King Lear

Přední strana obálky
Penguin UK, 7. 4. 2005 - Počet stran: 368

'The most perfect specimen of the dramatic art existing in the world' Percy Bysshe Shelley

Shakespeare's bleak and brutal tragedy begins when an ageing king, seeking a successor, rejects the young daughter who loves him and misplaces his trust in her malevolent sisters. In return they strip him of his power and condemn him to a wretched wasteland of horror and insanity. Set in a pitiless universe, King Lear is a towering, elemental masterpiece of fierce poetry and vast imaginative scope.

Used and Recommended by the National Theatre

General Editor Stanley Wells
Edited by George Hunter
Introduction by Kiernan Ryan

 

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LibraryThing Review

Recenze od uživatele  - AnnieMod - LibraryThing

Edition: Arkangel Shakespeare King Lear had been one of my favorite Shakespeare dramas ever since I read it for the first time in my early teens in Bulgarian (I read it a few years later in English as ... Přečíst celou recenzi

LibraryThing Review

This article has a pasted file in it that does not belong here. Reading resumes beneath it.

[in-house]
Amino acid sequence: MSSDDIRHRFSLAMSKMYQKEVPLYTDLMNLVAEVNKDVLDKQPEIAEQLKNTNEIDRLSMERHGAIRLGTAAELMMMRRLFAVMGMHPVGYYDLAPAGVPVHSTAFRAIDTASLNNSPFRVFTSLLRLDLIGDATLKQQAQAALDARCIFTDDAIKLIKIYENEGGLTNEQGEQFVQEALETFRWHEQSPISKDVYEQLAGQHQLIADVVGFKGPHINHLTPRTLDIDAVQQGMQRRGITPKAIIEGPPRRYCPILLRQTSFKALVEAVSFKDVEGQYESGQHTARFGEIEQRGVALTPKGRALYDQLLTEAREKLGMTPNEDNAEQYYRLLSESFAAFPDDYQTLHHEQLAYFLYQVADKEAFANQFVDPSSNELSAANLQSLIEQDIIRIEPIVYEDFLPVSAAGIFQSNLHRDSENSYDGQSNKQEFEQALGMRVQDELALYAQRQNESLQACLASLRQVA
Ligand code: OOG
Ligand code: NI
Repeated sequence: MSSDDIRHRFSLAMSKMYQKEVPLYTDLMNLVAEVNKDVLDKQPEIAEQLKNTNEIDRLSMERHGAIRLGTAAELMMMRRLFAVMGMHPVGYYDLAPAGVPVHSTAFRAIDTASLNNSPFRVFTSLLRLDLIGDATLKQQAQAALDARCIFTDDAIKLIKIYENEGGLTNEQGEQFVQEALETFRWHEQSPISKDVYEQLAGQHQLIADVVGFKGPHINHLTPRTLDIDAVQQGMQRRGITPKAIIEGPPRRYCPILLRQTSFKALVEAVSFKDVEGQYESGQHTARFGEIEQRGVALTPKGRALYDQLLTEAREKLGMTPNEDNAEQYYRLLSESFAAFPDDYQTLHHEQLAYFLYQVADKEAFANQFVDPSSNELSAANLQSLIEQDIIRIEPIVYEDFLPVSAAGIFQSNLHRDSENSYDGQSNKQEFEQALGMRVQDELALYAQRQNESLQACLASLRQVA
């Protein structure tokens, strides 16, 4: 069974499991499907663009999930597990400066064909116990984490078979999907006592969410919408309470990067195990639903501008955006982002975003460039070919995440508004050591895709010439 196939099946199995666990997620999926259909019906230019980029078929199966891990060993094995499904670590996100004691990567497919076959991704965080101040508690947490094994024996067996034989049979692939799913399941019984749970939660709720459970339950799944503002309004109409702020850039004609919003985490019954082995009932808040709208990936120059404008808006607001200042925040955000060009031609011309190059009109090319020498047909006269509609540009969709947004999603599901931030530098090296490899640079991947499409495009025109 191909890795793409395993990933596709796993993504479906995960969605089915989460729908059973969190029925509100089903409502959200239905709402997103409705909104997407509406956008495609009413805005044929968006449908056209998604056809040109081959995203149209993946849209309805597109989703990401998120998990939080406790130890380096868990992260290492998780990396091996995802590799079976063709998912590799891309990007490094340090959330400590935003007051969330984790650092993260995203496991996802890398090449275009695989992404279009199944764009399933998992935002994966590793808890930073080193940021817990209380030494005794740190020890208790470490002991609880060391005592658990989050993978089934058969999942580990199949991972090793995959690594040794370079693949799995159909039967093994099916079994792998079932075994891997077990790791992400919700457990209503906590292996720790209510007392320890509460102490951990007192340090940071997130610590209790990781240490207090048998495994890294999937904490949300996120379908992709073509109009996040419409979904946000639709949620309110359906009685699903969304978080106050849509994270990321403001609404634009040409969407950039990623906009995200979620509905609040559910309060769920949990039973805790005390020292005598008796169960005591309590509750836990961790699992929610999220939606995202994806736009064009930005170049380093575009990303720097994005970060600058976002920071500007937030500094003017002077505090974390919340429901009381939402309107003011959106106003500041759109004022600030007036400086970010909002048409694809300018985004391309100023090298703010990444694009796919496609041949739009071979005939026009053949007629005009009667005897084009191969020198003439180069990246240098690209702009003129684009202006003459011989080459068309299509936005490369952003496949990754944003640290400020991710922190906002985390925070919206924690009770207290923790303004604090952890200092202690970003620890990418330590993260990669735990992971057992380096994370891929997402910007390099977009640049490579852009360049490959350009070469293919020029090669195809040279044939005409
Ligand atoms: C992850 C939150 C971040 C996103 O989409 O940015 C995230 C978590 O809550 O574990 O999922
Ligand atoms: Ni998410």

Recenze od uživatele  - AngelaRenea - LibraryThing

A fairly quick read. I didn't love it as much as I remember. Lear was way obsessed with 'nature' and the whole thing was so pompous. But not as bad as some of his other stuff. Přečíst celou recenzi

Obsah

General Introduction
The Play in Performance
An Account of the Text
Words for Music in King Lear
Autorská práva

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O autorovi (2005)

William Shakespeare (1564-1616) was born to John Shakespeare and mother Mary Arden some time in late April 1564 in Stratford-upon-Avon. He wrote about 38 plays (the precise number is uncertain), a collection of sonnets and a variety of other poems.


Stanley Wells is Emeritus Professor of the University of Birmingham and Chairman of the Shakespeare Birthplace Trust.

Kiernan Ryan is Professor of English at Royal Holloway, University of London, and a Fellow of New Hall, University of Cambridge. He is the author of Shakespeare (3rd edn, 2002) and the editor of King Lear: Contemporary Critical Essays (1992) and Shakespeare: The Last Plays (1999).

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